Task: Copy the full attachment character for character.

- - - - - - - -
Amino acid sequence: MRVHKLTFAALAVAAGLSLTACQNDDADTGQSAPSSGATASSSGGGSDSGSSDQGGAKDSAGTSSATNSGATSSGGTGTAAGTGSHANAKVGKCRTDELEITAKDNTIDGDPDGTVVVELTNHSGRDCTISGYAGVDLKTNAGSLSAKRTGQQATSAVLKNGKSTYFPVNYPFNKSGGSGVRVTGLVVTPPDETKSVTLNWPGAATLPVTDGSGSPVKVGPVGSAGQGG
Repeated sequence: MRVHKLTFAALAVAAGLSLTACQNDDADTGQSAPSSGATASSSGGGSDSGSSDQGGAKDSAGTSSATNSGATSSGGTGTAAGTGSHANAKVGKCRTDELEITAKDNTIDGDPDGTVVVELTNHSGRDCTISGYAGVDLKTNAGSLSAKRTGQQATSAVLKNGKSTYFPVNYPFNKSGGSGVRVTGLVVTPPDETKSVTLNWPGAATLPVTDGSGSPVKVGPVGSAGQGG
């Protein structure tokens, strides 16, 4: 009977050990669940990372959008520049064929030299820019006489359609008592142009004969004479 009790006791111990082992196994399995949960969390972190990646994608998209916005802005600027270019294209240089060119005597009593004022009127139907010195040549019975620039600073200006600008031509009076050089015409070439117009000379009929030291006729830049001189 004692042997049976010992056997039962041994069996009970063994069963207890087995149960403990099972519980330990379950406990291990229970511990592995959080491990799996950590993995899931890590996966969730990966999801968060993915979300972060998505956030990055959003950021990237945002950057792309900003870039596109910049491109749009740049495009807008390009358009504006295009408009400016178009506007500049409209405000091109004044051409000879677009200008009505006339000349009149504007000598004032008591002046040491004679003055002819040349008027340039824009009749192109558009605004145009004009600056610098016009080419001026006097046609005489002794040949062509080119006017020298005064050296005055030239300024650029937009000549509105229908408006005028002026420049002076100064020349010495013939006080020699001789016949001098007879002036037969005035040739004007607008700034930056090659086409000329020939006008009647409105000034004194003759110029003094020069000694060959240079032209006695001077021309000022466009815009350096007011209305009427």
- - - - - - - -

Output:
Amino acid sequence: MRVHKLTFAALAVAAGLSLTACQNDDADTGQSAPSSGATASSSGGGSDSGSSDQGGAKDSAGTSSATNSGATSSGGTGTAAGTGSHANAKVGKCRTDELEITAKDNTIDGDPDGTVVVELTNHSGRDCTISGYAGVDLKTNAGSLSAKRTGQQATSAVLKNGKSTYFPVNYPFNKSGGSGVRVTGLVVTPPDETKSVTLNWPGAATLPVTDGSGSPVKVGPVGSAGQGG
Repeated sequence: MRVHKLTFAALAVAAGLSLTACQNDDADTGQSAPSSGATASSSGGGSDSGSSDQGGAKDSAGTSSATNSGATSSGGTGTAAGTGSHANAKVGKCRTDELEITAKDNTIDGDPDGTVVVELTNHSGRDCTISGYAGVDLKTNAGSLSAKRTGQQATSAVLKNGKSTYFPVNYPFNKSGGSGVRVTGLVVTPPDETKSVTLNWPGAATLPVTDGSGSPVKVGPVGSAGQGG
């Protein structure tokens, strides 16, 4: 009977050990669940990372959008520049064929030299820019006489359609008592142009004969004479 009790006791111990082992196994399995949960969390972190990646994608998209916005802005600027270019294209240089060119005597009593004022009127139907010195040549019975620039600073200006600008031509009076050089015409070439117009000379009929030291006729830049001189 004692042997049976010992056997039962041994069996009970063994069963207890087995149960403990099972519980330990379950406990291990229970511990592995959080491990799996950590993995899931890590996966969730990966999801968060993915979300972060998505956030990055959003950021990237945002950057792309900003870039596109910049491109749009740049495009807008390009358009504006295009408009400016178009506007500049409209405000091109004044051409000879677009200008009505006339000349009149504007000598004032008591002046040491004679003055002819040349008027340039824009009749192109558009605004145009004009600056610098016009080419001026006097046609005489002794040949062509080119006017020298005064050296005055030239300024650029937009000549509105229908408006005028002026420049002076100064020349010495013939006080020699001789016949001098007879002036037969005035040739004007607008700034930056090659086409000329020939006008009647409105000034004194003759110029003094020069000694060959240079032209006695001077021309000022466009815009350096007011209305009427």